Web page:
Pros: A brilliantly written, well directed play with some outstanding performances and captivating relationships.
Cons: A few stumbles over lines and the occasional disingenuous moment means that it just falls short of a five-star review.
You can’t keep me away from the Finborough Theatre. This tiny performance space above a wonderful pub near Earl’s Court showcases some of the very best of the UK’s fringe theatre. The Busy World is Hushed is no exception. This UK premiere of American playwright Keith Bunin’s production about faith and family – and all the complications that come with both – is well conceived, brilliantly executed and utterly captivating.
Set in a New York apartment, Hannah, a self-assured minister played by Kazia Pelka, is at odds with her recently returned-home 26 year old son, Thomas, played by Michael James. Thomas is not convinced by his mother’s unquestioning faith and Hannah is not a fan of her son’s spontaneous way of living. Hannah hires a writer, Brandt, played by Mateo Oxley, to help her write a book on a recently discovered gospel, and romance unfolds between him and Thomas.
Michael James puts in an absolutely sterling performance as the flighty but charismatic Thomas. James so fully and effortlessly portrays Thomas, he feels like a friend by the end of the production. The Theological discussions and debates between the three characters are illuminating and fascinating, rich in depth and knowledge. Although, it must be said that the magic of the performance is slightly interrupted by Pelka’s occasional stumbles over her lines. Mateo Oxley convincingly plays Brandt with wit and consideration. Apart from a slightly awkward first kiss, the relationship between him and Thomas is lovely to watch.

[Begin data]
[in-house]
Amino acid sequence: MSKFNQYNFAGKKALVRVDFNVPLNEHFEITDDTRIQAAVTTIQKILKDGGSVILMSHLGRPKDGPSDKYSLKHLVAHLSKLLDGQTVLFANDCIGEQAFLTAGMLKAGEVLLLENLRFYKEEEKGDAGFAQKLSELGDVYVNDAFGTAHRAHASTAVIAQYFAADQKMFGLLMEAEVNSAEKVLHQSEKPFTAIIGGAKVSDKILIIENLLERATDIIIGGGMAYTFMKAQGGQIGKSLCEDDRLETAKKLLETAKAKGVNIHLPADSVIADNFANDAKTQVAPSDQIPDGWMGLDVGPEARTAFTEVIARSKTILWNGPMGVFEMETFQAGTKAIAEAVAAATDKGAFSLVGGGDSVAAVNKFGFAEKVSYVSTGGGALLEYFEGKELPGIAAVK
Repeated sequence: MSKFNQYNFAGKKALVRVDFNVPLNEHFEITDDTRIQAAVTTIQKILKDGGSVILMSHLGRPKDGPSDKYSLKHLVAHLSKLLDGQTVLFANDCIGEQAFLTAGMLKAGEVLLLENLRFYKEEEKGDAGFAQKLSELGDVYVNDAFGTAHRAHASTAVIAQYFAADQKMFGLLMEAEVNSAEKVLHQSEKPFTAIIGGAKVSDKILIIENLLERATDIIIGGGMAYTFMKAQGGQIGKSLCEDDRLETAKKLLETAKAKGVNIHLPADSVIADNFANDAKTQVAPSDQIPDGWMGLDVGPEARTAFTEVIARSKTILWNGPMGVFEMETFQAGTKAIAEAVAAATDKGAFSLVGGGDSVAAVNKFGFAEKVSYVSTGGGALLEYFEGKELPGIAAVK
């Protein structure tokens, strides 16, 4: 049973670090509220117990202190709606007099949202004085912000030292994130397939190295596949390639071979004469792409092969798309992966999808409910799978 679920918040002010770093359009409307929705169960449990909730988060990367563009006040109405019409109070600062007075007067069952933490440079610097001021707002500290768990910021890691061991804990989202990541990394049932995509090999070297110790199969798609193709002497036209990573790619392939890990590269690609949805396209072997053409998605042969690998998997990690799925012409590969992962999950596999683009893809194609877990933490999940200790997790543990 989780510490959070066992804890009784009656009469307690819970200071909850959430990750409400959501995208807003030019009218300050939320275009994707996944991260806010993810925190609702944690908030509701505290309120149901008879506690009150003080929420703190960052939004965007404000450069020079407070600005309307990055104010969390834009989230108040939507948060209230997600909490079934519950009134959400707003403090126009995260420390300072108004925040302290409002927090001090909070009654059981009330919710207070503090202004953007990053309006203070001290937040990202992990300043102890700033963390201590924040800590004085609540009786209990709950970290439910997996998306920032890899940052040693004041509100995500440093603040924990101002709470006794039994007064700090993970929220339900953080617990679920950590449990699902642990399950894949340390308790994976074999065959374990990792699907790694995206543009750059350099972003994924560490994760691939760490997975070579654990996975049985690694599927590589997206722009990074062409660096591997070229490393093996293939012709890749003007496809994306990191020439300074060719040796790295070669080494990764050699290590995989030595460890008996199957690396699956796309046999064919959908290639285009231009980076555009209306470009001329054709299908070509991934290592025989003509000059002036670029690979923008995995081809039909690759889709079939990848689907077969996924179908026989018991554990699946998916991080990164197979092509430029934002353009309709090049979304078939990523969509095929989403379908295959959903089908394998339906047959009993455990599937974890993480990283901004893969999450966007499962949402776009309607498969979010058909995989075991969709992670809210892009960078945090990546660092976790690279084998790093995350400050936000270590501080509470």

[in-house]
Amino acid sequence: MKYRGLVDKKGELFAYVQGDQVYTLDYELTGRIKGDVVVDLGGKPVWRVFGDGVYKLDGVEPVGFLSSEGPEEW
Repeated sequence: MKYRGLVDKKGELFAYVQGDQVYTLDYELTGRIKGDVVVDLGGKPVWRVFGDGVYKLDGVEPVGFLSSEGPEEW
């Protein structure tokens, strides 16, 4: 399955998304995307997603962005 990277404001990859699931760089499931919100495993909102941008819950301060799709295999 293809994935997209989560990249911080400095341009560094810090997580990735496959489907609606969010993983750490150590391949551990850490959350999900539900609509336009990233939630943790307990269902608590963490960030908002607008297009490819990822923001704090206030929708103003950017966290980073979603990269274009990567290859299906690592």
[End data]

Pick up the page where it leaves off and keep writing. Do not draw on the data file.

A special mention must go to the playwright, Keith Bunin. The script is exceptionally well-written and the story unfolds with ease, clarity and drama. The direction by Paul Higgins is also very good, making clever use of the small space and incorporating creative scene changes.
In a world where unquestioning faith seems to be dwindling, and secularism surging, some important dialogues take place in this production. Some big questions are posed that we might all want to ask ourselves. At the end of the play, Brandt astutely observes “no matter how hard I try I can’t see God anywhere, just a space where he should be.” Is there a space for an all-divine being in our modern society? The Busy World is Hushed is an excellently written and well performed production, that simultaneously provides a space for debate between faith, agnosticism and disbelief.
Writer: Keith Bunin
Director: Paul Higgins
Designer: Marco Turcich
Lighting: Matt Cater
Booking Until: 25 November 2017
Booking Link: http://www.finboroughtheatre.co.uk/productions/2017/the-busy-world-is-hushed.php